Already, fans of Mickey Mouse and other Disney characters have created fanart that ranges from simple tributes to more adult-focused adaptations. If this is what fans are creating now, one can only imagine what will come next when copyright no longer exists, and Disney will have little control over any of it. With Winnie the Pooh, “Disney won’t be able to sue anyone that uses A.A. Milne’s Winnie-the-pooh stories.” (Jaime Sylvester/Disney Fanatic). In fact, there is criticism of the new horror movie to be found all over the internet, including users calling for boycotts of the movie, questioning how Disney could allow such a movie to be produced, and demanding that watchers face public criticism. (Russ Burlingame/Comicbook). It seems fair to presume that well-known characters put in the public domain are ripe for fans to show in new ways. If Winnie the Pooh or the fanart for Mickey Mouse is any indication, Mickey is surely to be portrayed in this new light.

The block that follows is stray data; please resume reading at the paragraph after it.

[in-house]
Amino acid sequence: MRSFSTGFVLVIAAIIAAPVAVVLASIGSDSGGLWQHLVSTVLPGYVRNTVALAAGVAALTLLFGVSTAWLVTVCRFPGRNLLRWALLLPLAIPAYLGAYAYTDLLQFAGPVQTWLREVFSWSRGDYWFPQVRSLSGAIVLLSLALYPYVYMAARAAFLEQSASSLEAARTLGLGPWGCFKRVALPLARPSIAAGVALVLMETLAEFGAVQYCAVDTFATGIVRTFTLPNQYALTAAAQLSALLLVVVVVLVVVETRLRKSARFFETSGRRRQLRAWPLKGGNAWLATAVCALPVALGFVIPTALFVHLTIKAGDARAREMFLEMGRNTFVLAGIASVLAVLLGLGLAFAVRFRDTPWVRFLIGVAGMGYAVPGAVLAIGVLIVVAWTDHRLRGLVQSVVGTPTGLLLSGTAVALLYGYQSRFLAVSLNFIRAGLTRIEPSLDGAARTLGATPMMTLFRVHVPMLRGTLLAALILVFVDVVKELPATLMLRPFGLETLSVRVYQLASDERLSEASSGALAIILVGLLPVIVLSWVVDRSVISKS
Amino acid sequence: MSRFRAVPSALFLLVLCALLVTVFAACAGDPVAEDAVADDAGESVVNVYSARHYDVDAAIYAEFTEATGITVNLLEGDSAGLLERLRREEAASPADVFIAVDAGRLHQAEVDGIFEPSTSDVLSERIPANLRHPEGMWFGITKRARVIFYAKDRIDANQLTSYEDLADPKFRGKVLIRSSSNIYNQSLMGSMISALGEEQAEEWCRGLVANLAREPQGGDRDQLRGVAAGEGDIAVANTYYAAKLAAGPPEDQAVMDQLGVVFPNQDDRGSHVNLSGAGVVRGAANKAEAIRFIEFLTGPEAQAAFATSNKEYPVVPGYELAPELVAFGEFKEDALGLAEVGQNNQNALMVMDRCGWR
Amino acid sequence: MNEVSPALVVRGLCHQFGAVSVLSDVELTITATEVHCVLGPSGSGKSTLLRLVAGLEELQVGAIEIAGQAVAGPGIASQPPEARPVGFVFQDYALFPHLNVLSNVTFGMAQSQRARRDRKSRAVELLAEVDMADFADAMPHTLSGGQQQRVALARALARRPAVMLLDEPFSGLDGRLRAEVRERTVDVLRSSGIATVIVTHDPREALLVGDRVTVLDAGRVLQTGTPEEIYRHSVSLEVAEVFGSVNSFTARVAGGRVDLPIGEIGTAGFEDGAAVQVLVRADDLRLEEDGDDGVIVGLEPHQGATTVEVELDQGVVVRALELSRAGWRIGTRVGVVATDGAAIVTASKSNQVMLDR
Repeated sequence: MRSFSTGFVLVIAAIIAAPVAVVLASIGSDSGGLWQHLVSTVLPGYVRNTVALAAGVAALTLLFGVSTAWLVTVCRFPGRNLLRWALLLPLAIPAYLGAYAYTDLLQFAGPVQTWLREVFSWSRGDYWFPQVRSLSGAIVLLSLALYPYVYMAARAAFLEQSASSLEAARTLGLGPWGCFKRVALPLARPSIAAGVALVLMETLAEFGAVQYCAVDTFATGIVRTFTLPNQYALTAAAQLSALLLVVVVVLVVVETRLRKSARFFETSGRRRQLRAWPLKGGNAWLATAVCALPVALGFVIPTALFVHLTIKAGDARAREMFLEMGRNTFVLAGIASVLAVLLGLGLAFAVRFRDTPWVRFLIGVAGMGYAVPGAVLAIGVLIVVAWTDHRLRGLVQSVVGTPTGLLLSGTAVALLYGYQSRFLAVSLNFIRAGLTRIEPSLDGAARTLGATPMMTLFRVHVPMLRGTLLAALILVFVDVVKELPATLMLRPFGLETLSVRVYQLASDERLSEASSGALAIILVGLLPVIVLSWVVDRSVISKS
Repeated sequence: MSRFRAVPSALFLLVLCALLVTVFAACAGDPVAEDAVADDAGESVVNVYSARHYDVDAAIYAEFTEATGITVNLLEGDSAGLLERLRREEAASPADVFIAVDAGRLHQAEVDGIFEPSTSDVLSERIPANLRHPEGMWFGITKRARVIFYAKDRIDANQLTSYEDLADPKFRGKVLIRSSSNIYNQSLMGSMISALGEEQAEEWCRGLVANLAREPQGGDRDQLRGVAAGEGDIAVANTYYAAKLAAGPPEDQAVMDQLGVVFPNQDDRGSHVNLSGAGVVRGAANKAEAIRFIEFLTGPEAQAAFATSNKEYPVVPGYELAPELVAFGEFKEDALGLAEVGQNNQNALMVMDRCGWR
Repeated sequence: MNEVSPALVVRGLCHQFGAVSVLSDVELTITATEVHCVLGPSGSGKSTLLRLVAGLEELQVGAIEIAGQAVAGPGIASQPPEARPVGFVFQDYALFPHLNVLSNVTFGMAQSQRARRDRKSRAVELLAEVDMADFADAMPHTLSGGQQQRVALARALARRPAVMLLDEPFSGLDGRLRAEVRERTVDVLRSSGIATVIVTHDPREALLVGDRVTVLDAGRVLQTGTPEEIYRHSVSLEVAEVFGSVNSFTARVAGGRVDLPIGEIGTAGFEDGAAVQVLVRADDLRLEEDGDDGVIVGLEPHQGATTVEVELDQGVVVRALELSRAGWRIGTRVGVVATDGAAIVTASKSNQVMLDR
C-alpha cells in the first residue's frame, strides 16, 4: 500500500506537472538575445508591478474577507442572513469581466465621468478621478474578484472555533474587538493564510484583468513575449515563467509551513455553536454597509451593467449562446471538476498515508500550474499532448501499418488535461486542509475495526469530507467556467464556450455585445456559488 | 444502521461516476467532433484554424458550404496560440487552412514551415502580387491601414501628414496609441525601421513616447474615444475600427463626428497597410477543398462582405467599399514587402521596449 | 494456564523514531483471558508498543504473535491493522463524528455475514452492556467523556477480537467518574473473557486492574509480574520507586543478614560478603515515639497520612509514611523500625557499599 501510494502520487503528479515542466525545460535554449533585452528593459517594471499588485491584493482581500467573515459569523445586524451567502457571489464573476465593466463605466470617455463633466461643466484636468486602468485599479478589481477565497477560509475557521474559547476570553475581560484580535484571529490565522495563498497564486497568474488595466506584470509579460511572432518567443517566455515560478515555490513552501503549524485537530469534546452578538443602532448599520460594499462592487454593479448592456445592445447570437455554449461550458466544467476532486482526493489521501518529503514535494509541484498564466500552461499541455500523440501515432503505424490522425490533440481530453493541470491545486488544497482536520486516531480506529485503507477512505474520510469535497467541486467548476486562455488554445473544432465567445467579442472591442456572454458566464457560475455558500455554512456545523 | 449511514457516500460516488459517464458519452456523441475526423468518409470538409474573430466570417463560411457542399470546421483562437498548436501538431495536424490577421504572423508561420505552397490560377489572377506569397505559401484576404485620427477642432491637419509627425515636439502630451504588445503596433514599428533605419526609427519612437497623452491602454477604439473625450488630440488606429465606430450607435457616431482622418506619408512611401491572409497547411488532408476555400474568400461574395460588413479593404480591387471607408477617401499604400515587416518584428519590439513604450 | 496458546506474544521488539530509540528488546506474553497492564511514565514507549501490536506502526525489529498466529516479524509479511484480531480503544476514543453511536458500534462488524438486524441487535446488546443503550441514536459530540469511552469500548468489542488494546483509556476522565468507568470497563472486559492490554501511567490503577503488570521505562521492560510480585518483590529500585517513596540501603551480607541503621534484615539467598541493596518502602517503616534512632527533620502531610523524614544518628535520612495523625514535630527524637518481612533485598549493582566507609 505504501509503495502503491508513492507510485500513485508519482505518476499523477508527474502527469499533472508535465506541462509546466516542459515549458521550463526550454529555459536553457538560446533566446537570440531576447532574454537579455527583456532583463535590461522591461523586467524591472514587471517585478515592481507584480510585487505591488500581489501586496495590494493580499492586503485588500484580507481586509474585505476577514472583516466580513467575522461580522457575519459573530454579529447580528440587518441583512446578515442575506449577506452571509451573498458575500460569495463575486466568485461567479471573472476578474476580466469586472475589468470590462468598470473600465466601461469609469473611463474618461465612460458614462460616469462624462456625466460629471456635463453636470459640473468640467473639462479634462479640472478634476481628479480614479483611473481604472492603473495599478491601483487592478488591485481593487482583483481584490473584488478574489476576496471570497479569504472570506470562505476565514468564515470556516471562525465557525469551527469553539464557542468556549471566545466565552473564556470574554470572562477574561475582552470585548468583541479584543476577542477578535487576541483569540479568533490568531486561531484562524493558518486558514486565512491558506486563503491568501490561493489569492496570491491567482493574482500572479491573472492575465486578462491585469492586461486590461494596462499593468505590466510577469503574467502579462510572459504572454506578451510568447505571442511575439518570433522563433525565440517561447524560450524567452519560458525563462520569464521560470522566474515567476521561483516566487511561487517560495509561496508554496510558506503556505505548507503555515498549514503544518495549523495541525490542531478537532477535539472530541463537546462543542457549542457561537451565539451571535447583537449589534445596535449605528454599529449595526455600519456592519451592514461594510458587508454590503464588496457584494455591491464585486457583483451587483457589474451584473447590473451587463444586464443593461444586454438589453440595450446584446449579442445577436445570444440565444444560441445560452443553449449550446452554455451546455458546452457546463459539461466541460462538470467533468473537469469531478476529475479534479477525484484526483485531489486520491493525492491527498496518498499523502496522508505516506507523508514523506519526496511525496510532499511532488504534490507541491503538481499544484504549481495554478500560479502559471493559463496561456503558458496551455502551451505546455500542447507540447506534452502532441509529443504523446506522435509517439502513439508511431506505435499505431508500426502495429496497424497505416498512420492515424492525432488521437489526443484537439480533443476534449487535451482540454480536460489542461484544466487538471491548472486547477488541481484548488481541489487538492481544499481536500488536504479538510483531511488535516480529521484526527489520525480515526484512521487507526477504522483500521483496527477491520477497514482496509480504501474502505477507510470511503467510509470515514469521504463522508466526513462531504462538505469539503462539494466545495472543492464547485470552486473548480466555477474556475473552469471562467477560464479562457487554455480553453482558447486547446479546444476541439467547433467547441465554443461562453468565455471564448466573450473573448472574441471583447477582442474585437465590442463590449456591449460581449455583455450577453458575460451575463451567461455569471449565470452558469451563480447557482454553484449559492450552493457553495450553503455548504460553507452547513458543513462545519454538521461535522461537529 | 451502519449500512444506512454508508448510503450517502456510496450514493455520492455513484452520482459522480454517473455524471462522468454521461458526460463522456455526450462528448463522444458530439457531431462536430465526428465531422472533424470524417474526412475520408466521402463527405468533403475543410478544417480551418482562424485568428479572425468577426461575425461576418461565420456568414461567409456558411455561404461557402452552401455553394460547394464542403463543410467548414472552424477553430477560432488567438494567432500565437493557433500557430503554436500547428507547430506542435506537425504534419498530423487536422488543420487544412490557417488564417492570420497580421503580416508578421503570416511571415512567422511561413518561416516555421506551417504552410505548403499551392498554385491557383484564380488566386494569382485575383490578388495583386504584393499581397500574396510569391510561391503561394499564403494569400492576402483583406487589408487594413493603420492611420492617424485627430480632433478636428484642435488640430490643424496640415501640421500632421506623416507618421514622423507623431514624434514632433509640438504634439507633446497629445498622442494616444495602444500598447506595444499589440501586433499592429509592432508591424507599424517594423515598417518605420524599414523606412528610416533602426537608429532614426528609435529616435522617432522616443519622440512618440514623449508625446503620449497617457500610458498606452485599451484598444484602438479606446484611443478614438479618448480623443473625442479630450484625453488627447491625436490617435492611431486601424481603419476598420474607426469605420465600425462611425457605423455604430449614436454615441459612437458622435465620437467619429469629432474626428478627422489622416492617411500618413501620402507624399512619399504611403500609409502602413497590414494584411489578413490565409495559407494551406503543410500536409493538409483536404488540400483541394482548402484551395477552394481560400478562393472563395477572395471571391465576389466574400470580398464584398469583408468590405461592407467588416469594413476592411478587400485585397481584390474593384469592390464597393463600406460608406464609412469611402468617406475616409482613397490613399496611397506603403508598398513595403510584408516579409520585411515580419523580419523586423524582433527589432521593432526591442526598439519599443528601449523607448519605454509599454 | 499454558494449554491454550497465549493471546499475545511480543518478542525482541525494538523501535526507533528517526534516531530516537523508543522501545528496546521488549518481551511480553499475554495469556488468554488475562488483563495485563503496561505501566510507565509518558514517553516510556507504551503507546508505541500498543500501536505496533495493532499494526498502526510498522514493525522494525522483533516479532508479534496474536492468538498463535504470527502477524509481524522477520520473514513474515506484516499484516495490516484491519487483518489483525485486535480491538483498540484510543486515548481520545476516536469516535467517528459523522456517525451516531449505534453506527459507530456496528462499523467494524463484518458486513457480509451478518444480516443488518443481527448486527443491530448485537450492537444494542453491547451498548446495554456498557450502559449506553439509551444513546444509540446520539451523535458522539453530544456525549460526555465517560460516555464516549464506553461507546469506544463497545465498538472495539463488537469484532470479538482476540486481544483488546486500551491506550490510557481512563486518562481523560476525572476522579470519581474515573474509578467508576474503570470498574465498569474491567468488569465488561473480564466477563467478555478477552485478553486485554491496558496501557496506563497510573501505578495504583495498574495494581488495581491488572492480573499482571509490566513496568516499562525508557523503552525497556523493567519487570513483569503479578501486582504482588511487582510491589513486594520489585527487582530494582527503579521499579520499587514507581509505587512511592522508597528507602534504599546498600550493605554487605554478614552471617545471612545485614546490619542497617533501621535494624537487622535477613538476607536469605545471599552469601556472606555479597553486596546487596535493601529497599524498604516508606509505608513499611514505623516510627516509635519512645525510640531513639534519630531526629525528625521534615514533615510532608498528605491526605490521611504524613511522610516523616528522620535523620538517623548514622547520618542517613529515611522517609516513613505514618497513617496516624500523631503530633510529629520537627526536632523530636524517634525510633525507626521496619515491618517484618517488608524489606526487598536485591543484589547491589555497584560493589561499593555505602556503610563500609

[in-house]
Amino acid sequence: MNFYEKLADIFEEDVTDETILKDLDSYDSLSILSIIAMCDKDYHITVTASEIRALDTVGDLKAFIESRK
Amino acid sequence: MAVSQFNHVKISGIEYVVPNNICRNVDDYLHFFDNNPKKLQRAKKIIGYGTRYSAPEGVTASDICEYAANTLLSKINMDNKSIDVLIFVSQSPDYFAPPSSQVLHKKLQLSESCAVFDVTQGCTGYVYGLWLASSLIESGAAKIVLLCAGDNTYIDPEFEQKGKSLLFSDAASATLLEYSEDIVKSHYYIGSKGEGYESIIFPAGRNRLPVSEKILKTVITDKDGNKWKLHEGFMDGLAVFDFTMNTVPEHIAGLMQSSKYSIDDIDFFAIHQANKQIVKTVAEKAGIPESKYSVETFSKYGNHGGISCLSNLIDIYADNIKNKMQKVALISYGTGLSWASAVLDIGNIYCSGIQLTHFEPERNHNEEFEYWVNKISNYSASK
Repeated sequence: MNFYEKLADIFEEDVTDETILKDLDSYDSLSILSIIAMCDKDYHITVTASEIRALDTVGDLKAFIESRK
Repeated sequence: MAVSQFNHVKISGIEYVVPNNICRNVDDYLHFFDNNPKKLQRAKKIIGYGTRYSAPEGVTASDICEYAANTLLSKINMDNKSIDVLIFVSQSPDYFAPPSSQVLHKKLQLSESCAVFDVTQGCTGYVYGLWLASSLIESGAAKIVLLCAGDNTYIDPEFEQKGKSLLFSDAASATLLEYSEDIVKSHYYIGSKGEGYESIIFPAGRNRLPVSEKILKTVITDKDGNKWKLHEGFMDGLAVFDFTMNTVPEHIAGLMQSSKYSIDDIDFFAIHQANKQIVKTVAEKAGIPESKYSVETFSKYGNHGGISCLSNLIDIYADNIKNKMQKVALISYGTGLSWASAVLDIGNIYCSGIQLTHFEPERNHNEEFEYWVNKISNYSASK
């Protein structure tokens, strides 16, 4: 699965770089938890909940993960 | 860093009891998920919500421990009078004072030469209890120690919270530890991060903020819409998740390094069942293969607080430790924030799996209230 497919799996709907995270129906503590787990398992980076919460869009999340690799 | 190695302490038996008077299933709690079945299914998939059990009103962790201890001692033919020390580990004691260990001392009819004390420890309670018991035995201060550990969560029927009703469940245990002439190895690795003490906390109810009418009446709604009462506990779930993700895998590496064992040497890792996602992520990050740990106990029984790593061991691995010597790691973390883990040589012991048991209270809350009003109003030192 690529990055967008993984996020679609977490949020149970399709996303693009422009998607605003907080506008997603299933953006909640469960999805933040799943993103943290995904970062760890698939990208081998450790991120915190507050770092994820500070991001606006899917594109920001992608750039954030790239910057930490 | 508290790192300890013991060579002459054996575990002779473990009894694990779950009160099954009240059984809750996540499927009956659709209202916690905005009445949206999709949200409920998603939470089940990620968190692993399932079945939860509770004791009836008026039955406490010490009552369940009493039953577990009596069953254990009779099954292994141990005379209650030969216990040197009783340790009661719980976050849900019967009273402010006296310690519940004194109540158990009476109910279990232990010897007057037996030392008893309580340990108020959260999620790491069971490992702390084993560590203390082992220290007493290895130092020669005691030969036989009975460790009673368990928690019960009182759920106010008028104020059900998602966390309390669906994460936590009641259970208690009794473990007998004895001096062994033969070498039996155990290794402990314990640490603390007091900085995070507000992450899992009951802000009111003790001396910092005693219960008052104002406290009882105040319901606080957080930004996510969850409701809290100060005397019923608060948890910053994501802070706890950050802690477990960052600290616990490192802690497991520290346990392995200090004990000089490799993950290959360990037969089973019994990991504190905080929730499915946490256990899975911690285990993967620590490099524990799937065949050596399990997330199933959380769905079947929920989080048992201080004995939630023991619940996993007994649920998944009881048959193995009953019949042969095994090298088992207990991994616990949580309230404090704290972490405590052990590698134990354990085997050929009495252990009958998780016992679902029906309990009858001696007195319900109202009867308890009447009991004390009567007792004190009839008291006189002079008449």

Does Disney Own the Trademark over Mickey Mouse?

The main question is what will happen to fans who wish to create their own stories about Mickey Mouse if Disney owns the trademark on the character. Should Disney acquire the trademark, fans would still be free to use the Mickey Mouse character in their stories and artwork, but would have to make sure that people do not associate it with the Disney brand. In that instance, Disney could argue you have violated its trademark. (Erum Salam/The Guardian).